The paragraph about Charlemagne on page 195 makes note of the tradition that he had a school for Masons in his castle at Aix-la-ChapeIle (Aachen). To this may be added two other points at which he enters the circle of Masonic studies: 1. Beginning at line 576 the Cooke MS. refers to a Carolus Secundus, that is, Charles the Second; and in 590 ff. goes on to say that he was a King who loved Masons and cherished them and gave them charges and manners of which some are still in use in France, and ordained for them an annual assembly "and for to be ruled by matters & fellows of alle thyngs a-mysse." It is likely that Charles the Bold (840-77 A.D.) is here referred to ; but some commentators believe rather that it refers to Charlemagne, and if so it explains the origin of the tradition referred to in the above paragraph.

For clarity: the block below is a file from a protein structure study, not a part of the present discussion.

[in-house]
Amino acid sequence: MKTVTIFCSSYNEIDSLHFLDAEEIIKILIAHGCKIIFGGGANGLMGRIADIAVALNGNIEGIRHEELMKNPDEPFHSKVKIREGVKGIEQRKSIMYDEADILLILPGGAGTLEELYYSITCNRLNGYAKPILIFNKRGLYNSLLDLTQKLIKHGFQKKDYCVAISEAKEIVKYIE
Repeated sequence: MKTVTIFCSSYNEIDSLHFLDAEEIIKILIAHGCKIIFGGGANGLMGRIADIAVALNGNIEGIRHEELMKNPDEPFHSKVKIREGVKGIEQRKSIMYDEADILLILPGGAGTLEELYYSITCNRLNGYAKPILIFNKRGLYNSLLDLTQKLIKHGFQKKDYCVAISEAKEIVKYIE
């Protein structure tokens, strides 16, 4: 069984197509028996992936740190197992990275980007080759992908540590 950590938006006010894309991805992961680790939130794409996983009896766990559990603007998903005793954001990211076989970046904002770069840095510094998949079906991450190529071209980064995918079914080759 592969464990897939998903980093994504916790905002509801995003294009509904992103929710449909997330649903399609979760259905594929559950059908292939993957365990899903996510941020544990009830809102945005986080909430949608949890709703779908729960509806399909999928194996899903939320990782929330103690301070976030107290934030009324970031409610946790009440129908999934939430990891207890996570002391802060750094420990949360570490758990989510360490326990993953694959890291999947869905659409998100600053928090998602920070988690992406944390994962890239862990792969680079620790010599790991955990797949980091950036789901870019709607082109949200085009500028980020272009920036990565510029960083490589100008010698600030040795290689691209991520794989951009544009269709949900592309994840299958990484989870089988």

2. In Medieval wall paintings and stained glass windows the conventionalized picture of Charlemagne represents him as a large, bearded, Moses-like figure, carrying the model of a cathedral in the crook of his arm. In a few French Medieval manuscripts this cathedral at Aix is described as "our Solomon's Temple," Charlemagne is "our Solomon," and the knowledge and skill showed in building it is described "as Solomon's art."
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